5. Regional hospitals allow Singaporeans to enjoy good quality medical care at affordable prices. They should avoid competing head-on with tertiary hospitals and national centres. Their value lies in precisely that they can provide at lower cost the best care for a large proportion of medical needs, by referring the minority of cases needing more expensive facilities and complex treatment to tertiary hospitals and national centres. At the same time, tertiary hospitals and national centres should not expand into those areas which are better met by regional hospitals.

  6. On their part, Singaporeans needing medical services should use the level of care appropriate to their needs. If they make unnecessary or excessive use of specialist services in the tertiary hospitals and national centres, they will drive up medical costs. It will also mean longer waiting times for appointments and hospital beds, physical overcrowding and long queues in these tertiary centres. Many patients now managed in the tertiary hospitals and national centres can be just as well managed in regional hospitals, and at lower cost.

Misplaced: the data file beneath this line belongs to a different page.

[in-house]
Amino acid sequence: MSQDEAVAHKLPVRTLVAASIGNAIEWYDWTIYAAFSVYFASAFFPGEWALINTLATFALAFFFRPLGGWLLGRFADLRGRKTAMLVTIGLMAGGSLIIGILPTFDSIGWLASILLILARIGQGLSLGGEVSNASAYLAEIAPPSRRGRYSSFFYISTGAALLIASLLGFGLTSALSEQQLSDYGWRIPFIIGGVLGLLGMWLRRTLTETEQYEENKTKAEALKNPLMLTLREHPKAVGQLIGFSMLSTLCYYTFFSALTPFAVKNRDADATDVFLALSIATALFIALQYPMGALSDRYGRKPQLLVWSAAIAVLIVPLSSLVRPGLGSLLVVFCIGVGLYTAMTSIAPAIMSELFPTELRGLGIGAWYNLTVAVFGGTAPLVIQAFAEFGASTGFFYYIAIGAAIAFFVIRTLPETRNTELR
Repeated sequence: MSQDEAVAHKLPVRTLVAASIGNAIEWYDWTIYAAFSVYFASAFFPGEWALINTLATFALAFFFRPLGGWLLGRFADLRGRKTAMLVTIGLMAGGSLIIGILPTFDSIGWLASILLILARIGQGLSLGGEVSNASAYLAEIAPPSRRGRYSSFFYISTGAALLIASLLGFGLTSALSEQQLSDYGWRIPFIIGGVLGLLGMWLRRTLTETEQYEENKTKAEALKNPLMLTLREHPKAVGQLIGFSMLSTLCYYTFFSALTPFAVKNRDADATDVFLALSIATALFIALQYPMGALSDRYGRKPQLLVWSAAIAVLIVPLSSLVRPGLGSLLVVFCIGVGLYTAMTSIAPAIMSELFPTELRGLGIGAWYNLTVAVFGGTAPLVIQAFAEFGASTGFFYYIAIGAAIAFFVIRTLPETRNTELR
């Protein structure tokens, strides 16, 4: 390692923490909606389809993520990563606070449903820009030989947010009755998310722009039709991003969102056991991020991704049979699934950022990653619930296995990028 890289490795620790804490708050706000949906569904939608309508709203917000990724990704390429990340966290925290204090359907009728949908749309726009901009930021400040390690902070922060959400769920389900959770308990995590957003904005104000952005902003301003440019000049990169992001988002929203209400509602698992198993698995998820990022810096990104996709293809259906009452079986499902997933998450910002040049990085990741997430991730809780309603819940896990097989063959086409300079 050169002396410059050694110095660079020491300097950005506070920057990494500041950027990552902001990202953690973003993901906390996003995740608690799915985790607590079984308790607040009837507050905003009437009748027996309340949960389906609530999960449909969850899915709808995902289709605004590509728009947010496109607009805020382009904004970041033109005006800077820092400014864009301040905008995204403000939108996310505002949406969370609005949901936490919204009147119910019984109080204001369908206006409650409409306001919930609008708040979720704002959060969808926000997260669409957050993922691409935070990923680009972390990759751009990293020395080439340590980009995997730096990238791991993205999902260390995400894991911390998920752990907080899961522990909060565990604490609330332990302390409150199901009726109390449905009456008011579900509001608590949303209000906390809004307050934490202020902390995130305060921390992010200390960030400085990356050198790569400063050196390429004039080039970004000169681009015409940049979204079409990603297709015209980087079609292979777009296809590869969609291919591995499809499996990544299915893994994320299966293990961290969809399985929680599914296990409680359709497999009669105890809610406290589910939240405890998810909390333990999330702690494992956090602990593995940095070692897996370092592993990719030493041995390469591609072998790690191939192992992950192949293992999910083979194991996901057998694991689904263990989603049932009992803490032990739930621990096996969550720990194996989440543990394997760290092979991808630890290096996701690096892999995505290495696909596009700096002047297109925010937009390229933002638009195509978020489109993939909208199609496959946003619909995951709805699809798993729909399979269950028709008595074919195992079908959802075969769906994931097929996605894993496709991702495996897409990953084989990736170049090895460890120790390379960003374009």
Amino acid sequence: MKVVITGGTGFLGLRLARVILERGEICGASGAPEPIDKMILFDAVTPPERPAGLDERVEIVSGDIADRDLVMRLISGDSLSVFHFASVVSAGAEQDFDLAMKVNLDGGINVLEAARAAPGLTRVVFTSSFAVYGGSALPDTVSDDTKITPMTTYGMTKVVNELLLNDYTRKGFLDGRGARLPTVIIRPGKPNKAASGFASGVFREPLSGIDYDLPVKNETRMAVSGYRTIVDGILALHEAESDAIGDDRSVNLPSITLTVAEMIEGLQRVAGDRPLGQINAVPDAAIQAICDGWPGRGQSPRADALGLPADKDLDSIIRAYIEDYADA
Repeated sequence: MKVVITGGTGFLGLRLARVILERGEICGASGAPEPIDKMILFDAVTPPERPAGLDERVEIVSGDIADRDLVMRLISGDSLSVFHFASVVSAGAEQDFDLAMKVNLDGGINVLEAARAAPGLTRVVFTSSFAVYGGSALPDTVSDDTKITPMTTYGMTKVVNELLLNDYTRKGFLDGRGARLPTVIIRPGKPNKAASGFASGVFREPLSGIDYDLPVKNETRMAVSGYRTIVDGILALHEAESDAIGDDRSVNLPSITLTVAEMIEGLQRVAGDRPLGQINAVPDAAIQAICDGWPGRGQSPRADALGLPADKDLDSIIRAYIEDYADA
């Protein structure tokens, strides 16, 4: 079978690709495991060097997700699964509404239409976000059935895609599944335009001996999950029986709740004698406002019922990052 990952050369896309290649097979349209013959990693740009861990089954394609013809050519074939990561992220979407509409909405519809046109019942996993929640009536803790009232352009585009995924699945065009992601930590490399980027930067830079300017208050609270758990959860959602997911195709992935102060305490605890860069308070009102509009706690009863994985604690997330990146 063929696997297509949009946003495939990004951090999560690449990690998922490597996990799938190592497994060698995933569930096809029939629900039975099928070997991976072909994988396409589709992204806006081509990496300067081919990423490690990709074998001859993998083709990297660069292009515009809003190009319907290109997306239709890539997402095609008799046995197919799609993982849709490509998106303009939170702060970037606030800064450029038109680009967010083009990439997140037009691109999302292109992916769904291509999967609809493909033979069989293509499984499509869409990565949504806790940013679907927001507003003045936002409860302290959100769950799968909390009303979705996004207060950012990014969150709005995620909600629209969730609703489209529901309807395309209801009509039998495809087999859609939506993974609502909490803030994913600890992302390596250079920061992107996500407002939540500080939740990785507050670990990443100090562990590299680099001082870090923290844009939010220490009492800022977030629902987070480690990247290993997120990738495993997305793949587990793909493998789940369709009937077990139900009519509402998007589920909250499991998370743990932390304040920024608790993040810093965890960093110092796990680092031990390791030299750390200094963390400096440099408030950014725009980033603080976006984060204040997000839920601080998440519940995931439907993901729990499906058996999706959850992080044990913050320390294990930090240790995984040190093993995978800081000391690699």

7. It is understandable that Singaporeans who need medical treatment want to the best treatment possible. But if everyone looks for a specialist to do an MRI scan every time he has a headache, we will never have enough specialists or MRI machines, nor are we able to afford them. I urge Singaporeans to use these expensive facilities only for complex medical conditions that cannot be adequately treated elsewhere. In many developed countries, patients must be referred by a general practitioner before they can see a specialist. Fortunately we do not need to do that yet. If we can convince Singaporeans that regional hospitals provide as good care as the tertiary hospitals, that should help reduce the problem

Tertiary Hospitals and National Centres

  1. Tertiary hospitals manage patients with more complex problems across a broad range of specialties. The two tertiary hospitals _ SGH and NUH _ have the specialised expertise and facilities required to care for such patients properly. KK Women’s and Children’s Hospital is a specialist hospital, catering to the special needs of women and children.